5.2 Capabilities as determinants of performance
As an ultimate point, capabilities were found as the most important determinants of firm performance in the Turkish business context. Our capability construct included three sub-categories: human capital, networking capabilities and business processes. Although those sub-category capabilities have generated a total impact on firm performance as a general capability construct, their influence should be analysed separately.
Human capital can be seen as an important strategic initiative and enabler in the process of performance creation in the Turkish business context. One explanation for the important role of human capital might be related to the lack of high quality human resource and the existence of inefficiency in working life in the country (World Economic Forum, 2013). Given the conditions of incapability and inefficiency among workforce, more managerial supervision, initiation, control and interaction is required. Furthermore, integration of highly dynamic business environment with incapable workforce may complicate jobs of the managers and compel them to be even more interactive and intervening in every business function of the firms. Bearing in mind that, continuing immigration of skilled human capital from Turkey to Western countries (World Economic Forum, 2013) may have worsened the situation and due to the lack of necessary skilled human resource stock in the country, the qualified managers in firms may have taken additional burdens on their shoulders that force them to be more intervener and interactive in the process of firm performance creation. This position may increase the need of highly skilled employees even more and hence, the participants may have emphasised the vital importance of human capital for performance in the research. Thus, acquiring, attracting, retaining and motivating human capital through effective HRM policies such as developing a unique culture via shaping the spoken and unspoken norms and rules of the firm that creates a working atmosphere and environment for maximum worker productivity and performance should be management priorities.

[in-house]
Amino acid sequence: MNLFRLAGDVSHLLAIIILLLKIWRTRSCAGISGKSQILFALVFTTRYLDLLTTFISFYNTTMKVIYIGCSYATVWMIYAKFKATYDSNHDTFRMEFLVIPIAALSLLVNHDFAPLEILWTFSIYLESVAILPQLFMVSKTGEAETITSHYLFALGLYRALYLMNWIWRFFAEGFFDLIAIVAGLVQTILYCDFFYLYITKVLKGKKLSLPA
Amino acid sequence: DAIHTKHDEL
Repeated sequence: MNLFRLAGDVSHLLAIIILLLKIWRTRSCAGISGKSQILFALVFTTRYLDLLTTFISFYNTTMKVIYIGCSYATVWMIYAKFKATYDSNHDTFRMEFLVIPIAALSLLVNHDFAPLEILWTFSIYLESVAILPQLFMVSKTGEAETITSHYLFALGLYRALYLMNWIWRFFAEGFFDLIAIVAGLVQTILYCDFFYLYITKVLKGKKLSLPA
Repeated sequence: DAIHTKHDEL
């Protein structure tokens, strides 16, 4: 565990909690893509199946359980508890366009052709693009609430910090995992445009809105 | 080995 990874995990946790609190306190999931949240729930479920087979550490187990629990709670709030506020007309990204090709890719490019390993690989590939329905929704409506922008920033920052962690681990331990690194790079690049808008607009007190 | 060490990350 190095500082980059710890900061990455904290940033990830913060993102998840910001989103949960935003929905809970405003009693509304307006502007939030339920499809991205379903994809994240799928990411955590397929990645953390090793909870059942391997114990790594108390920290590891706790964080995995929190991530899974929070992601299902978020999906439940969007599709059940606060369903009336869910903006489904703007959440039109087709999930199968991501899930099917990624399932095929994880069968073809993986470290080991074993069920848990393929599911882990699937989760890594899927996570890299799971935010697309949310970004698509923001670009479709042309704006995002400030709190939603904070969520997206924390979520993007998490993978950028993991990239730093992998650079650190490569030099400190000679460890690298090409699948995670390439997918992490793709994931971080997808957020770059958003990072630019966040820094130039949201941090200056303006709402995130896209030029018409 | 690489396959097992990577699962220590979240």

With respect to networking capabilities, Turkey is a country where nepotism, friendship and trust-based relationship can be seen in every part of life as well as business life (Ozbilgin, 2011). Moreover, existence of poor institutional environment which leads to corruption, high levels of bureaucracy and red tape that can result to inefficiencies may compel firms to establish relations with politicians and bureaucrats. Therefore, given these characteristics of the country, the firms in Turkey may have developed special networking capabilities for relationship-based management. As a managerial implication, managers of the firms in Turkey should spend much of their time on day-to-day operations and establish relations with executives in governmental institutions. The development plans and programmes of political parties should be followed by managers cautiously. As such, the recent administrations which attempt to execute some economic activities with religious references (e.g. 0 per cent interest in the economy, extreme limitation for the sales of alcoholic beverages, utilisation of public services for some groups tendentiously) should be considered for the efficacy of managerial planning and control.
Relating to business processes, rapid and discontinuous changes are common in Turkish economy where political instability, financial volatility and discursive consumer shifts occur. In this situation, business processes such as IT skills, ERP, EDI and SCM systems enable firms to have sufficient intelligence pertaining to current and future customer needs, competitor strategies and actions, channel requirements, and the broader business environment and provide them agility to respond market demands quickly (Ray et al., 2004, 2013).
Since the firms in Turkey operated in a harsh business environment, most of them survived by finding idiosyncratic solutions to the unpredicted and unexpected problems, adopting new alternative strategies, or modifying the existing ones that increase the speed and scope of their strategic manoeuvring actions. Hence, Turkish firms may have given priority to invest in business processes to address their strategic flexibility requirements and after a while they may have acquired special skills to be able to operate in unreliable business environments. Given the hyper changing business conditions in the country, managers of the firms should pay attention to establish early warning systems along with rapid information and market intelligence providing mechanisms. In this sense, allocation of resources in favour of business process development such as strengthening IT infrastructure, SCM and logistics systems should be a concern for managers. However, resource allocation and the optimal deployment of strategic resources is a key managerial challenge and priority should be given to the most important ones.